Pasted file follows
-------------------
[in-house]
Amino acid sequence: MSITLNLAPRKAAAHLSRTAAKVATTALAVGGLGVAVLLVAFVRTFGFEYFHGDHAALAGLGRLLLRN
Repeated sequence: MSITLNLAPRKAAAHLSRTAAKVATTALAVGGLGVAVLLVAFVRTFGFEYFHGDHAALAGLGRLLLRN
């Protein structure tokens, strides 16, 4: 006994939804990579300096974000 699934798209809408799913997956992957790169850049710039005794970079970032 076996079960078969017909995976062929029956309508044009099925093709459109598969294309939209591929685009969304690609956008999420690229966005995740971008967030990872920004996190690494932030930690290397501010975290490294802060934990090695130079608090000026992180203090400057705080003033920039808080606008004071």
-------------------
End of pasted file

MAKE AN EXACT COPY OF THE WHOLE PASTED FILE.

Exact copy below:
[in-house]
Amino acid sequence: MSITLNLAPRKAAAHLSRTAAKVATTALAVGGLGVAVLLVAFVRTFGFEYFHGDHAALAGLGRLLLRN
Repeated sequence: MSITLNLAPRKAAAHLSRTAAKVATTALAVGGLGVAVLLVAFVRTFGFEYFHGDHAALAGLGRLLLRN
């Protein structure tokens, strides 16, 4: 006994939804990579300096974000 699934798209809408799913997956992957790169850049710039005794970079970032 076996079960078969017909995976062929029956309508044009099925093709459109598969294309939209591929685009969304690609956008999420690229966005995740971008967030990872920004996190690494932030930690290397501010975290490294802060934990090695130079608090000026992180203090400057705080003033920039808080606008004071």